It’s fair to say that my student days, back in the dim and distant past, were not spent pursuing a healthy lifestyle. I did devote a reasonable amount of time to poring over dusty legal textbooks, it’s true, but the rest of my waking hours were mostly occupied with socialising and drinking, and not always in that order. For one term, though, I did try my hand, in a pretty desultory way, at rowing, largely because it was something I felt you Ought to Do when at Oxford (that’s me at seven with terrible hair and an even worse technique).

I say “rowing”, but the reality was a long way from what I do now. I was catastrophically unfit and the rest of the eight wasn’t much better. We didn’t train very much as we all agreed early morning outings were out of the question, so were almost always out of time. We were so bad, in fact, that we didn’t even qualify for Eights Week, to my intense and tearful disappointment (this picture shows the race in which we failed to make the cut). So despite the fact that it was the era of Dan Topolski and True Blue, when university rowing was pretty damned exciting, the women of OUWBC were as far beyond my radar as it’s possible to imagine.

Until now, that is. For a mere 29 years later, I have my very own pair of dark blue Oxford wellies, courtesy of the lovely people at Hunter Boots.

What I like most about them isn’t the undeniably fabulous quality – that confident little squishy bounce with every step and the soft, thick rubber (though that’s pretty special). It’s not the distinctive Hunter label at the front. It’s not even the classy dark blue colour. No, what I really, really love about them is that they have the OUWBC logo on them. Because that makes me feel pretty darned special. Like I’ve finally made the crew (only without the months of punishing training, tough ergos and crew selection).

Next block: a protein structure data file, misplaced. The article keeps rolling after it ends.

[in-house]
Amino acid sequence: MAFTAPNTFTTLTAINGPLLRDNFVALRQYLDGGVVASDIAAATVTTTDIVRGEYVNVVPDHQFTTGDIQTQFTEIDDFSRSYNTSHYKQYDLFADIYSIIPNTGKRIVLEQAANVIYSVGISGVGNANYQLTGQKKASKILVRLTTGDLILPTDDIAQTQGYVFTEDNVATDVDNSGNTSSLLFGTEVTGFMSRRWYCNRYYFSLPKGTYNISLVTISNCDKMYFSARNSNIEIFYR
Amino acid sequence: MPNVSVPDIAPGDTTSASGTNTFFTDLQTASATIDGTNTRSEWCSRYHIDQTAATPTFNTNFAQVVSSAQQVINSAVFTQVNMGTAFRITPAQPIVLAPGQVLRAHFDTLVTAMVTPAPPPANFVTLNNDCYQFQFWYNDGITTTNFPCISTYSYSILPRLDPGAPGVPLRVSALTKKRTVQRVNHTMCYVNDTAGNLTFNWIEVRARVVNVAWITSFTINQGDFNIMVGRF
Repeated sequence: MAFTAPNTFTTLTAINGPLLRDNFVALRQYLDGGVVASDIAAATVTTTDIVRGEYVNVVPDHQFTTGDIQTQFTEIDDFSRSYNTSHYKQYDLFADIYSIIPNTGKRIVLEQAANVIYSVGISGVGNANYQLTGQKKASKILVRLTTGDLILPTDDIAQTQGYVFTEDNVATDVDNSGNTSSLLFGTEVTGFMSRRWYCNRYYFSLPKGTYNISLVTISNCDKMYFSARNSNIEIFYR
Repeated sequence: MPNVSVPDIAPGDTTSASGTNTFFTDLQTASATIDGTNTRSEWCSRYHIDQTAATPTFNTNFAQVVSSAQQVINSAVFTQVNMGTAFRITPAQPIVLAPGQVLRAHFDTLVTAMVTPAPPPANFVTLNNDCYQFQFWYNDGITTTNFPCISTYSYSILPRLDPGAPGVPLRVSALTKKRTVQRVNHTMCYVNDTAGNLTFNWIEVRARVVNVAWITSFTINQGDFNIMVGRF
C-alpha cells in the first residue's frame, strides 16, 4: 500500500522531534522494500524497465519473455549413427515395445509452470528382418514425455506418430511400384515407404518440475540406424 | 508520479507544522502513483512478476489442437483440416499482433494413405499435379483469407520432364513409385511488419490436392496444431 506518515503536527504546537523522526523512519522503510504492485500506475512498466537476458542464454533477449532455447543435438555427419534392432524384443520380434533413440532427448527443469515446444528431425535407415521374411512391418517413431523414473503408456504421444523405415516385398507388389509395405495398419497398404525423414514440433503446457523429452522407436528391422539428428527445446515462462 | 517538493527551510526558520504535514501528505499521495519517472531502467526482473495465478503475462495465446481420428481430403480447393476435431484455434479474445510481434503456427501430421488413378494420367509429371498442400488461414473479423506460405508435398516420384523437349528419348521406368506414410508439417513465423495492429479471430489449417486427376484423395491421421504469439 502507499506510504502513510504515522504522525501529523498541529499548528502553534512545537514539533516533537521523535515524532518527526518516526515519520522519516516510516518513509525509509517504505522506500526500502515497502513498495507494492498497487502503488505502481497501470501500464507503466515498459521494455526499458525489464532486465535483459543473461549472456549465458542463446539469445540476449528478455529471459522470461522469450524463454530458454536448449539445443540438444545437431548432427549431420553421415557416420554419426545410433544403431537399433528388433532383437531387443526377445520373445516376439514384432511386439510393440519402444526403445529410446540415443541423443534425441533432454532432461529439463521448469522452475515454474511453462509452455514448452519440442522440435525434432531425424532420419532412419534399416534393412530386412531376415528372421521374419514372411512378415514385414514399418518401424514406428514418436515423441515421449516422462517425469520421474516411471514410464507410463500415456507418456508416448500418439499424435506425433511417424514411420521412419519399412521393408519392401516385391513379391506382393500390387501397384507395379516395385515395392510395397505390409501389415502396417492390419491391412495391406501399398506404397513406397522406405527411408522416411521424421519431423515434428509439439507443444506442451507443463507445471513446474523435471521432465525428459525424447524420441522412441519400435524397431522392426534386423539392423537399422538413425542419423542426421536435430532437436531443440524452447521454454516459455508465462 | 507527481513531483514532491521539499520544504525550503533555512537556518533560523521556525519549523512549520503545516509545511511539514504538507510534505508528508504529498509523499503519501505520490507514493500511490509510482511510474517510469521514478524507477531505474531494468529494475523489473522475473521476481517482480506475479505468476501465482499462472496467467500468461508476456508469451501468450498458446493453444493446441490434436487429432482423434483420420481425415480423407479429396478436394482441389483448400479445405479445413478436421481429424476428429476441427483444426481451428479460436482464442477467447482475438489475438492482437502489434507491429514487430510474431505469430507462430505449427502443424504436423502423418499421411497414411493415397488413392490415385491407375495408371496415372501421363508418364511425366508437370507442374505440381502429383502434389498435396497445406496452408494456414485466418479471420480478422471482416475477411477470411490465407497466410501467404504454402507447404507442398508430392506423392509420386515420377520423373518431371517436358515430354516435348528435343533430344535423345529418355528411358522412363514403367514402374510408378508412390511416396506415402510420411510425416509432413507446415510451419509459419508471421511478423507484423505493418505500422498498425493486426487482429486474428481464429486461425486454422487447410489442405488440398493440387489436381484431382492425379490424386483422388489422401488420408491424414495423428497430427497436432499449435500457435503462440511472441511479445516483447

Women’s rowing has come a long way in a generation. Back when I was a student nobody really took the women (or girls, as they were usually called) seriously. They didn’t have decent facilities. They didn’t make it on to the BBC. And they certainly weren’t allowed to race on the Tideway. But women rowers have continued to row, getting better and stronger and faster, and happily times have started to change. It’s silly, really, but having my very own OUWBC wellies makes me feel a tiny part of that. Even if my own contribution to women’s rowing at Oxford was more delta minus than alpha plus.

I’ll be wearing them with pride as I take to the Tideway to race that same, famous Boat Race course at the Vets’ Head this weekend, and I’m hoping that a little of the OUWBC magic might just rub off on me. You never know, after all these years maybe my day for sporting success has finally come.

You can buy your own Hunter Boat Race boots, either in Oxford dark blue or in that gorgeous, minty Cambridge light blue, exclusively from Hunter either online here or at 83/85 Regent Street, London W1, for £100.

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